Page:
About the Book
With the recent success of the Gas House Gang as backdrop, the National League prepared for the 1935 season. The United States was still in the Great Depression,
but executives in baseball predicted a financial comeback during the year, and Chicago’s "windy" politicians demanded a pennant-contending ballclub. Yes, there was a time when the Cubs were expected to win.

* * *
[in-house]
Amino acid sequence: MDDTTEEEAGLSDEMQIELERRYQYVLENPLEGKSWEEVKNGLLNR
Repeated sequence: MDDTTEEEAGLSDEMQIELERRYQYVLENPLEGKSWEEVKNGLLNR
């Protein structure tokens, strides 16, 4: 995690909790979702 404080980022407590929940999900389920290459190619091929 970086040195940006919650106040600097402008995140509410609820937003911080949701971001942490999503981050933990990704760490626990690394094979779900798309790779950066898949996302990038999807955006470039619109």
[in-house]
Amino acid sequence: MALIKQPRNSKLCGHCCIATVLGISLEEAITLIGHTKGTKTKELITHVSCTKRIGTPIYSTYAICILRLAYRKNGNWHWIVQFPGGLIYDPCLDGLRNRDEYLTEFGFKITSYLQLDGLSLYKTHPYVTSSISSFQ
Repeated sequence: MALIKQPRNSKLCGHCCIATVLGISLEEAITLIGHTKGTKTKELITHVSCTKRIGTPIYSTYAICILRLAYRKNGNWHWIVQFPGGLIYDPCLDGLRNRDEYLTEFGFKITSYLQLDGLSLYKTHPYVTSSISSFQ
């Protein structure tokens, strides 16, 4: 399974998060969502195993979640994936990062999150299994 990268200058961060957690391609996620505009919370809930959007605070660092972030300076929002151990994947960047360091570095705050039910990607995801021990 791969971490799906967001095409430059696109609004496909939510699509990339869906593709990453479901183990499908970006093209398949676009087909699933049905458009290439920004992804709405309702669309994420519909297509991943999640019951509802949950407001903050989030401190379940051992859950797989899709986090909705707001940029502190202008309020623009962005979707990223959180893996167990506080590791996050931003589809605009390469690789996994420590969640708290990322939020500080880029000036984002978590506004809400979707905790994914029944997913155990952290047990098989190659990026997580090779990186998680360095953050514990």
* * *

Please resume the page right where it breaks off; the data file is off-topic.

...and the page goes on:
This book chronicles the Cubs’ 1935 season and the many on- and off-field events that impacted the game for years to come: Fans who had once turned to baseball for heroes and men of character now laughed at players’ uncouth antics and fun-loving carousing reported in the morning newspapers; Babe Ruth debuted in the National League with the Boston Braves, and retired soon after; the first major league night game was played in Cincinnati; the chewing gum king Phil Wrigley was the first to broadcast all of his team’s games on the radio; and the Cubs won 21 games in a row in September to take the pennant--the last Cubs team to win 100 games in a season.
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